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Australian PM knocks out rival, but not discontent

Australian Prime Minister Julia Gillard holds a press conference after winning a leadership challenge in Canberra, Australia, Monday, Feb. 27, 2012. (AP/Andrew Taylor)

CANBERRA, Australia: Australian Prime Minister Julia Gillard may have survived a challenge from within her own party, but the dissent that forced Monday's vote isn't going away.

Gillard defeated Kevin Rudd, her former foreign minister, 71 votes to 31 in a ballot of Labor Party lawmakers, ending Rudd's attempt to recapture the job Gillard took from him in an internal party coup in 2010. But she remains unpopular with voters, and unless that changes she could lead Labor to huge losses in elections slated for next year.

Though Rudd said he will not challenge Gillard again, his supporters predicted that party power brokers will simply nominate someone else to do so within months.

"If Julia Gillard wins today and we end up in the same position as we are now, in terms of the polls, in several months' time, then my view is the same people who installed Julia Gillard will be looking for a candidate to replace Julia Gillard," Sen. Doug Cameron, a Rudd supporter, told Australian Broadcasting Corp. before Monday's vote.

Gillard described her win as "overwhelming" after months of "ugly" infighting within the ranks of the center-left party. She said that if the infighting ends and the party is united, Labor could "absolutely win the next election" against the conservative opposition.

Rudd, who warned during his brief leadership campaign that Gillard would lead Labor to certain defeat next year, called on Labor to unite behind her.

"I bear no one any malice and if I've done wrong to anyone with what I've said and what I've done, I apologize," he told reporters.

Rudd said it was time the "wounds were healed" within the party.

Rudd has never forgiven Gillard since she deposed him as prime minister two years ago. The Labor Party had been in turmoil for months with talk that he would challenge Gillard, and he resigned as foreign minister shortly before she called the leadership vote last week.

Rudd's resignation means Gillard must reshape her Cabinet, and the changes could go well beyond one post. At least five other members of the Cabinet backed Rudd, including Resources Minister Martin Ferguson and Emergency Management Minister Robert McClelland, who both publicly claimed their government was doomed at the next elections under Gillard's leadership.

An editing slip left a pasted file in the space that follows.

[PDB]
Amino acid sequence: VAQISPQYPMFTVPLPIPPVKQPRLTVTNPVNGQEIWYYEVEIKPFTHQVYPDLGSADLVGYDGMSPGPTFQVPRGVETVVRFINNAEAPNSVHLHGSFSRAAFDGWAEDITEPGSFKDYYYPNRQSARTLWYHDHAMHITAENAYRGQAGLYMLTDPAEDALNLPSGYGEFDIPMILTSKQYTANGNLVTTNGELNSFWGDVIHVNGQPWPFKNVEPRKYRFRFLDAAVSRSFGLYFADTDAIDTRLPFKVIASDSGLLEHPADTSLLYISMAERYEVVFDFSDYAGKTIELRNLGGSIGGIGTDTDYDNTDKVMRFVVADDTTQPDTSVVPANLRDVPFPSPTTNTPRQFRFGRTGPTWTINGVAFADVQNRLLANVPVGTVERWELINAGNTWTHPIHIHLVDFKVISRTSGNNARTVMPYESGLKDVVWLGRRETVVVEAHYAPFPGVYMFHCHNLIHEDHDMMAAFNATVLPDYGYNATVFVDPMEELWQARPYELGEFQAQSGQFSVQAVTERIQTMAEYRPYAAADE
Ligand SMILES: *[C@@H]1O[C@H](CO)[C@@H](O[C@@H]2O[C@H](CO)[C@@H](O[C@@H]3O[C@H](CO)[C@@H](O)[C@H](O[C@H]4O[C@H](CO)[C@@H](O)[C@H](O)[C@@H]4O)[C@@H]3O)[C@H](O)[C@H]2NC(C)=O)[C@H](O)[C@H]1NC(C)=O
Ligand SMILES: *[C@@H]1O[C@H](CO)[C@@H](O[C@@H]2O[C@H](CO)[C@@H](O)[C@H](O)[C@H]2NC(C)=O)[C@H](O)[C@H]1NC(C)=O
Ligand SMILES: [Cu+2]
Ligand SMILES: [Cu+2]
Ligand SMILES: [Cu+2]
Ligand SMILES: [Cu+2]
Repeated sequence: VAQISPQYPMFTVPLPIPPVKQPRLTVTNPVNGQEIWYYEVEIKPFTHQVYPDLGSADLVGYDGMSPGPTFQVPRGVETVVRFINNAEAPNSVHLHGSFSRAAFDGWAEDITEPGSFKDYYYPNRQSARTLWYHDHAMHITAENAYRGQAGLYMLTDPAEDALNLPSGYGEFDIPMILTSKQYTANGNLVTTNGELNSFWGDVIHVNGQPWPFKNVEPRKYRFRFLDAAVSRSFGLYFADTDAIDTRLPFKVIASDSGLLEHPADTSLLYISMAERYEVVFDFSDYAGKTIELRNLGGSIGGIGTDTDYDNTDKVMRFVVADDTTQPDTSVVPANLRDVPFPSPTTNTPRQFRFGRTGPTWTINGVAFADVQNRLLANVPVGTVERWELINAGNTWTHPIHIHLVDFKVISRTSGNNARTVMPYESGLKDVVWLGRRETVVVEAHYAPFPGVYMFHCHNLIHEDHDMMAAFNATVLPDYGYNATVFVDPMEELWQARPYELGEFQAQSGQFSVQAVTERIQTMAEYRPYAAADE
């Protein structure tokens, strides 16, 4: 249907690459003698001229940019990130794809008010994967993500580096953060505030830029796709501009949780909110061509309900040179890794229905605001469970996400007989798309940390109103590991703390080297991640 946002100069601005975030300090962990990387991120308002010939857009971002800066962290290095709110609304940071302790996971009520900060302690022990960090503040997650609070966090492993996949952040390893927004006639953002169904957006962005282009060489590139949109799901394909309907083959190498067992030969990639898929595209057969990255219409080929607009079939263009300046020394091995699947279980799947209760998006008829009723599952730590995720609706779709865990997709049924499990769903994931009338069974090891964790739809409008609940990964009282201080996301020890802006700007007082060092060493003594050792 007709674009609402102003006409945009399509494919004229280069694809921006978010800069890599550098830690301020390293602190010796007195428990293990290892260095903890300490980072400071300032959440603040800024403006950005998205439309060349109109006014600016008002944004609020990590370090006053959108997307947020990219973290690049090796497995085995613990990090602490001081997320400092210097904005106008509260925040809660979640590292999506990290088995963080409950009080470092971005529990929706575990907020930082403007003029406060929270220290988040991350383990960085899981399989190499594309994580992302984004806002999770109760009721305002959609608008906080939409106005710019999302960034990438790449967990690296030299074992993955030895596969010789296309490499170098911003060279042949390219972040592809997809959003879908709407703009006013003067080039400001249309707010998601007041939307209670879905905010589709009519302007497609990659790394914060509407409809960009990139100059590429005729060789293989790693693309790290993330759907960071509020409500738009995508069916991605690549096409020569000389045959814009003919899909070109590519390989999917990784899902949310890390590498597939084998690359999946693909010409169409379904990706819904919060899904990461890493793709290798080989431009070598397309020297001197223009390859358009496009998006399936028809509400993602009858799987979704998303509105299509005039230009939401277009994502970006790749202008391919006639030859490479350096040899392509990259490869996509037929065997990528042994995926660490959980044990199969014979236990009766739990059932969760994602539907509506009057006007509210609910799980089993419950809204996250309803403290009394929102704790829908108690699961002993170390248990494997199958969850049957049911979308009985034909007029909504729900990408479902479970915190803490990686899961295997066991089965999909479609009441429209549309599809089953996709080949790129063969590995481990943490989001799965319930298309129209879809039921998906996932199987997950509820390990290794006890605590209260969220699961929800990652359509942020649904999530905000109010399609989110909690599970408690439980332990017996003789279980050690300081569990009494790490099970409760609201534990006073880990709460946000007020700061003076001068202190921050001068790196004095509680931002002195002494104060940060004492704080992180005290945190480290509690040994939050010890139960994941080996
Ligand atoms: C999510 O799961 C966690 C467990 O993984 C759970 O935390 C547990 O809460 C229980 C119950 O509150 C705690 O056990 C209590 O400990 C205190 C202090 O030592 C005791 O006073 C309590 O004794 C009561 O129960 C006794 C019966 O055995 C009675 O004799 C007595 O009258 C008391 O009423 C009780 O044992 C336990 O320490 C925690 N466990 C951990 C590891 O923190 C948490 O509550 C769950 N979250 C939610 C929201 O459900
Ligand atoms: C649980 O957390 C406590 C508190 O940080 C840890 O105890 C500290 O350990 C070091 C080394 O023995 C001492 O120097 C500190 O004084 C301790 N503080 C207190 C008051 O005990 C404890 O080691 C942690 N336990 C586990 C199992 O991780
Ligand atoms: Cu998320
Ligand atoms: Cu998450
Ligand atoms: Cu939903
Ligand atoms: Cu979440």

Gillard declined to comment on the fate of the Cabinet ministers who publicly supported Rudd. After the vote, one of her own supporters, Sen. Mark Arbib, said he would quit as sports minister and as a senator.

Arbib, a party power broker who helped orchestrate Gillard's 2010 coup, said he was resigning in the interest of restoring government unity. An increasing number of lawmakers say the coup was a mistake and blame the continuing turmoil on Arbib.

"I'm resigning because I want to give the party a chance to heal. I want to be able to mend some of the conflict that has happened in the past," he told reporters.

Nick Economou, a Monash University political scientist, said Gillard's leadership was "terminal." He said he expects Rudd or another lawmaker will make a second challenge before elections are due next year.

Australian National University political scientist Michael McKinley said Gillard had six months to lift Labor's and her own standing in the polls.

"If she does not improve in six months, she's going to be very, very sick politically," McKinley said. But he said he thinks Rudd is the only Labor politician who could pose a credible challenge.

Pollster Martin O'Shannessy, chief executive of the respected market researcher Newspoll, said he believes Gillard could improve her standing among voters in time for the next election. He said other governments of other recent prime ministers ended up getting re-elected despite extended periods of high voter dissatisfaction.

"If they think you're a good manager, they'll vote for you even if they don't like you," O'Shannessy said.

Opinion polls show Rudd to be significantly more popular than Gillard among voters, but many lawmakers were dissatisfied with his performance as prime minister, and there were concerns that Labor's fragile ruling coalition could crumble, forcing early elections, if Rudd were to take over.

Rudd vowed that if he lost the ballot, he would stay in politics, which would help Labor preserve its coalition. But he said he would not challenge her leadership again.

Gillard was deputy prime minister two years ago when she made a snap challenge to Rudd's leadership. When Rudd discovered how few lawmakers were prepared to support him at the time, he did not contest the ballot and Gillard became prime minister without a vote.

A Newspoll published on Monday showed most respondents thought Rudd would make a better prime minister than would opposition leader Tony Abbott. Rudd's support stood at 53 percent, 34 percent chose Abbott and 13 percent were undecided.

Respondents were more evenly balanced on a choice between Gillard and Abbott, with Abbott leading 38 percent to 36.

The poll also found Labor trailed Abbott's conservative coalition 47 percent to 53.

The poll was based on an Australia-wide random telephone survey at the weekend of 1,152 voters. It has a 3 percentage point margin of error.

 

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